By John Murray
An old school detective who served in the Waterbury Police Department for 48 years will be buried Friday with full police honors. Jake Griffin lived his entire life in Waterbury, and passed away September 9th at the Village at East Farms.
Griffin had a reputation as a tough cop, and Waterbury Neil O'Leary, who worked beneath him for 20 years in the detective bureau, said, "Jake Griffin was tough, but fair, and he was by far one of the best investigators the city has ever seen."
The Mattatuck Museum has announced that Cathy and Jim Smith will be this year’s honorees of the Brass Button Award Celebration on Friday, September 20, 2013. The award ceremony, sponsored by Webster Bank, American Savings Foundation, Warburg Pincus, KPMG LLP and Secor, Cassidy & McPartland, P.C., will be held at the Museum beginning at 6:00 p.m. The event will include a cocktail reception with remarks by Museum Board Members and the presentation of the award by Senator Joan Hartley followed by a seated dinner in the Museum galleries. The Brass Button Award recognizes outstanding contributions of individuals in the greater Waterbury area who are dedicated to the cultural and social enrichment of their community.
Dust-off the scrapbooks and help the Palace Theater take a stroll down memory lane as the organization begins gathering memorabilia for an historical exhibit scheduled to debut in the Fall of 2014, in honor of the performing art center’s tenth anniversary.
Two running legends cruised around the streets of Waterbury today during the Bob Veillette 5K road race. On the left is American Bill Rodgers who won four Boston Marathons, and four NYC Marathons. On the right is New Zealand's Rod Dixon, a 1972 Olympic medalist in the 1500 meter race, and the winner of the 1983 NYC Marathon. They started at the back of the pack and spent the first half mile chatting. At one point Dixon turned to Rogers and asked him, 'Are we going to start running yet?" When Rogers said no, Dixon said, "If I knew this was how we were going to run I would of had a big lunch first."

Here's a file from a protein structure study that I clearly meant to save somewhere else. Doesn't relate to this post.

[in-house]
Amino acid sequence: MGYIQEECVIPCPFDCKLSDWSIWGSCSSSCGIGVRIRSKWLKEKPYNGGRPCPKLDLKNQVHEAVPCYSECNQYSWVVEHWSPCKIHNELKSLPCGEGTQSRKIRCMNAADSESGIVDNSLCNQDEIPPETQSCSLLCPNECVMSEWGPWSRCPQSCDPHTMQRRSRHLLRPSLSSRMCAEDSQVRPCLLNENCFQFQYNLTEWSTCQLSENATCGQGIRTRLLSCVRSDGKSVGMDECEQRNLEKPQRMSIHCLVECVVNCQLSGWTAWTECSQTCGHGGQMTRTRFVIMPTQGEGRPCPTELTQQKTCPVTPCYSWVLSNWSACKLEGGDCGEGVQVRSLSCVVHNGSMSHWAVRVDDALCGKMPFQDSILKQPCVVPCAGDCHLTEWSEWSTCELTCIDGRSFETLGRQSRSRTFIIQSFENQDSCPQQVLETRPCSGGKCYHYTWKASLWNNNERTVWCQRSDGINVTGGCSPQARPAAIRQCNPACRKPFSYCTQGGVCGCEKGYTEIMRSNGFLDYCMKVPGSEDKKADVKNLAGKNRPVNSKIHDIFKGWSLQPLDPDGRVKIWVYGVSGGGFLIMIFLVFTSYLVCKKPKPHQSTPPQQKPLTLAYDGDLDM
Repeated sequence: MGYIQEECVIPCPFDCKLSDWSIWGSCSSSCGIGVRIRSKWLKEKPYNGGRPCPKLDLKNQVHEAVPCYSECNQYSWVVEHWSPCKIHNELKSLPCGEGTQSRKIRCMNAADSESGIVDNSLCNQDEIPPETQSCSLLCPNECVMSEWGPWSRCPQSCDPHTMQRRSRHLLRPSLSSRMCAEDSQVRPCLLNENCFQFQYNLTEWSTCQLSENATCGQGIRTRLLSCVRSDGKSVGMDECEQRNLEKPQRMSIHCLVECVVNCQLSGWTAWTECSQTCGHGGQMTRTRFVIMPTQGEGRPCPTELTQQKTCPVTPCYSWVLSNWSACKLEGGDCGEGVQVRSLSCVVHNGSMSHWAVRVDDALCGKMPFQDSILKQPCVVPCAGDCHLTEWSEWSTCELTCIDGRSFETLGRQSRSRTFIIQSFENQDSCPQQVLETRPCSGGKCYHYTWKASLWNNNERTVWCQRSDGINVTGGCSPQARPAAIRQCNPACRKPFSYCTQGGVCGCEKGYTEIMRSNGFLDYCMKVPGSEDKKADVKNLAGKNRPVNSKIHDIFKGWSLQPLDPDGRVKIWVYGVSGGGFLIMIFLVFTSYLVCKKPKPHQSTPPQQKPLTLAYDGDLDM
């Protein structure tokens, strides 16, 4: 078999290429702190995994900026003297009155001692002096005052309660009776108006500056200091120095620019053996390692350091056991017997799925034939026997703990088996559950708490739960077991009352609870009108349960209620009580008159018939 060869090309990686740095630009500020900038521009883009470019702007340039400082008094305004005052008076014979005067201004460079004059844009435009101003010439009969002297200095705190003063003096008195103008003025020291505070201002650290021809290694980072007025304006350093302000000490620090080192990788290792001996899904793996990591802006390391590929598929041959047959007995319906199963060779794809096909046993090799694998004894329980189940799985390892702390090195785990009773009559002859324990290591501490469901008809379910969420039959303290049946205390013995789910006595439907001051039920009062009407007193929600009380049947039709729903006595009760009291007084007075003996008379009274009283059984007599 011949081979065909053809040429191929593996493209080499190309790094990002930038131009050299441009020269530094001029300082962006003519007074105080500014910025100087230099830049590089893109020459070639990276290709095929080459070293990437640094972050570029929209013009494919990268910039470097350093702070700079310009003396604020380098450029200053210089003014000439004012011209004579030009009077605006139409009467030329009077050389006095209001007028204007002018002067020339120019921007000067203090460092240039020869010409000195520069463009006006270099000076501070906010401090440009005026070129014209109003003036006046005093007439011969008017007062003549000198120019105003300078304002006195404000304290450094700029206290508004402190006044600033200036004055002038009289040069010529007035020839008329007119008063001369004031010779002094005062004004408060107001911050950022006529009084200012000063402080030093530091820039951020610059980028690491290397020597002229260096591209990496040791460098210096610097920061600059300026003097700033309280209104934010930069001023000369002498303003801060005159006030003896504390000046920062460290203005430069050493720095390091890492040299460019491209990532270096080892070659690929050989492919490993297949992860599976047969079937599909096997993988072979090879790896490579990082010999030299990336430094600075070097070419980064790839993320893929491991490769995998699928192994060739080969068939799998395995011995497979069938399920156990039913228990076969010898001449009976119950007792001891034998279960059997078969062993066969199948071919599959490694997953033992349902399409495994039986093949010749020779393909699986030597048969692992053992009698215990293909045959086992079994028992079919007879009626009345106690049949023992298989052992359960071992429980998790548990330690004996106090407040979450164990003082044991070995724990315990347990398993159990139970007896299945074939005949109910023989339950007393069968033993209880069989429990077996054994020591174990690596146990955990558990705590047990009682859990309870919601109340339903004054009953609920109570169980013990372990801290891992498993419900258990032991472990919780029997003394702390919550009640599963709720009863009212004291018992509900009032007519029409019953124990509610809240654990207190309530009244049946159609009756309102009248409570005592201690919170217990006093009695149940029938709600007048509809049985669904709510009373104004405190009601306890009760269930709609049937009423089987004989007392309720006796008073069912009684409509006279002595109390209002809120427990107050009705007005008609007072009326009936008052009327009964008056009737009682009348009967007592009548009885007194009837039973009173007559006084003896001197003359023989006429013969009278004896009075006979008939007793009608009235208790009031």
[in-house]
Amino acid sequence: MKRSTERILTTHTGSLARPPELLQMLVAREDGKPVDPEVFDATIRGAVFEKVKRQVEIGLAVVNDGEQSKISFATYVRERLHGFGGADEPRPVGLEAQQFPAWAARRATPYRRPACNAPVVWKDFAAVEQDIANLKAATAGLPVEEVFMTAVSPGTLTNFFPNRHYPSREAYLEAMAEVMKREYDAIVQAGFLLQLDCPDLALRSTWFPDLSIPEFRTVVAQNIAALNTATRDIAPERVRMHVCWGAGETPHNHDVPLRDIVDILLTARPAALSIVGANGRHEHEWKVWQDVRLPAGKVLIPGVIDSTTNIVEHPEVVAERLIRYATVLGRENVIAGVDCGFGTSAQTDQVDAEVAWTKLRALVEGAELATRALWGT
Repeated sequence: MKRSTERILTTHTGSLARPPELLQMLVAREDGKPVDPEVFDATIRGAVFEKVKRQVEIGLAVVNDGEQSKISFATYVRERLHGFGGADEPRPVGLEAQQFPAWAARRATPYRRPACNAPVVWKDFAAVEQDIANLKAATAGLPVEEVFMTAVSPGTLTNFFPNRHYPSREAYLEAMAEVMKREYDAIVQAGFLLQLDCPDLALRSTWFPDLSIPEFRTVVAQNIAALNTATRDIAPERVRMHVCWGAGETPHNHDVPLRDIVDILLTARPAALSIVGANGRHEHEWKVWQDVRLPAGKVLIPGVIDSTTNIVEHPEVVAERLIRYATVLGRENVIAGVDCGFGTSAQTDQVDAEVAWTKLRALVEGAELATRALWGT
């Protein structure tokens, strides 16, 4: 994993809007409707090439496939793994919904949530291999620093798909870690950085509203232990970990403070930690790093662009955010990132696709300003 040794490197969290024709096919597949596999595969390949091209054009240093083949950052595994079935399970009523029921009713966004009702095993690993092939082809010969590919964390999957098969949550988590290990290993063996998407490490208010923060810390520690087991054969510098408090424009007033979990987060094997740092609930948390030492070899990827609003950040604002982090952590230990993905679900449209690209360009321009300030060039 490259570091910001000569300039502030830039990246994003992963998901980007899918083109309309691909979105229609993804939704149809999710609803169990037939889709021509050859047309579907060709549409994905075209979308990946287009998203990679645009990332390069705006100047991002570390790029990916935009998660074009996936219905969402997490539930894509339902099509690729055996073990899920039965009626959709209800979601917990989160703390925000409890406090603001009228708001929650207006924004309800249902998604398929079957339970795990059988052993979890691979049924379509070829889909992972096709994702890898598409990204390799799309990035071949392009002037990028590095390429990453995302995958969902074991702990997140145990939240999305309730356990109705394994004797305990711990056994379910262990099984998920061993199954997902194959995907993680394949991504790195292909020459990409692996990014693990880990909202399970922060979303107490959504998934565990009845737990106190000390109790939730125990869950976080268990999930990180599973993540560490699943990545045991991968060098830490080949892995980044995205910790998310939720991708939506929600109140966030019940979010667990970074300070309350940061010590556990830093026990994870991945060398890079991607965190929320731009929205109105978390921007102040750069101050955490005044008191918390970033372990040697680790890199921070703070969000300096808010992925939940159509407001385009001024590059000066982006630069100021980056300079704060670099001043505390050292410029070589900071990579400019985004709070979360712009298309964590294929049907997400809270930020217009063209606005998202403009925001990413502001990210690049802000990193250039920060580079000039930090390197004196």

Xhevat Limani is an Albanian actor born in Struga, Macedonia, who now lives in Waterbury, Connecticut. During a Labor Day Albanian Festival in Waterbury, Limani opened his heart about his love of Struga. The following is a translation of his speech, which was delivered in Albanian. Photograph by John Murray
Ladies and gentlemen, brothers and sisters, fellow countrymen..
Good evening and welcome to the Annual Albanian Labor Day Festival, this year celebrating 30 years since the formation of the “Hasan Prishtina” cultural center here in Waterbury, Connecticut. A special thank you is in order for the founding members of the cultural center, and all community members present and past, who worked so hard to maintain and manage the cultural center with such great success.
During my whole career in theatre, film, television, radio, newspapers, and festivals all around the world I have presented myself as an Albanian artist. Tonight, allow me to step aside and present myself at a local level. Given that I was born in Struga, allow me to present myself as a Strugan artist.
Photographs By John Murray
A wide variety of traditional Albanian breads stuffed with cheese and spinach are being baked in ovens and are served hot at the 30th anniversary celebration of the Albanian American Cultural & Islamic Center at 106 Columbia Blvd in the Overlook section of Waterbury. The Albanian Labor Day Festival continues today (Sunday)from 11 am to 11 pm.